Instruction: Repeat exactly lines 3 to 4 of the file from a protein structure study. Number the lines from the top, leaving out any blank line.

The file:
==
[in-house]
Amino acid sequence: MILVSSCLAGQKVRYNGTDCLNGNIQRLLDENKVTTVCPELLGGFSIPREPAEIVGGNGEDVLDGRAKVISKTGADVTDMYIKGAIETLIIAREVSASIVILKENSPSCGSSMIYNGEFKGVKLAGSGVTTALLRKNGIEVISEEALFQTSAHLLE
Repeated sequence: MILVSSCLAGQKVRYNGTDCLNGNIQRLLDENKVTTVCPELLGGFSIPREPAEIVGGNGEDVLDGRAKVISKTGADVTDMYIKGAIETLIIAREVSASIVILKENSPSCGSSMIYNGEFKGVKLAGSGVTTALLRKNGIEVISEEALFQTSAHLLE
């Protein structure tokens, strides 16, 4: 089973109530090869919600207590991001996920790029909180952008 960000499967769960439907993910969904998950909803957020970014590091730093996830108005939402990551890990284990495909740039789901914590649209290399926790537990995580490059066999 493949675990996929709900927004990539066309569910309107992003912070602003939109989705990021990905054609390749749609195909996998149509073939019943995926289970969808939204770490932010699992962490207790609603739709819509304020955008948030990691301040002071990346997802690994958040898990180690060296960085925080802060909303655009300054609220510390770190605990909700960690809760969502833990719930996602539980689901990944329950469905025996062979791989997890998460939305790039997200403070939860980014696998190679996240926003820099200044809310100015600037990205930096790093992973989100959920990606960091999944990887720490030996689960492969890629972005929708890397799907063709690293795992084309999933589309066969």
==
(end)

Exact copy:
Repeated sequence: MILVSSCLAGQKVRYNGTDCLNGNIQRLLDENKVTTVCPELLGGFSIPREPAEIVGGNGEDVLDGRAKVISKTGADVTDMYIKGAIETLIIAREVSASIVILKENSPSCGSSMIYNGEFKGVKLAGSGVTTALLRKNGIEVISEEALFQTSAHLLE
């Protein structure tokens, strides 16, 4: 089973109530090869919600207590991001996920790029909180952008 960000499967769960439907993910969904998950909803957020970014590091730093996830108005939402990551890990284990495909740039789901914590649209290399926790537990995580490059066999 493949675990996929709900927004990539066309569910309107992003912070602003939109989705990021990905054609390749749609195909996998149509073939019943995926289970969808939204770490932010699992962490207790609603739709819509304020955008948030990691301040002071990346997802690994958040898990180690060296960085925080802060909303655009300054609220510390770190605990909700960690809760969502833990719930996602539980689901990944329950469905025996062979791989997890998460939305790039997200403070939860980014696998190679996240926003820099200044809310100015600037990205930096790093992973989100959920990606960091999944990887720490030996689960492969890629972005929708890397799907063709690293795992084309999933589309066969």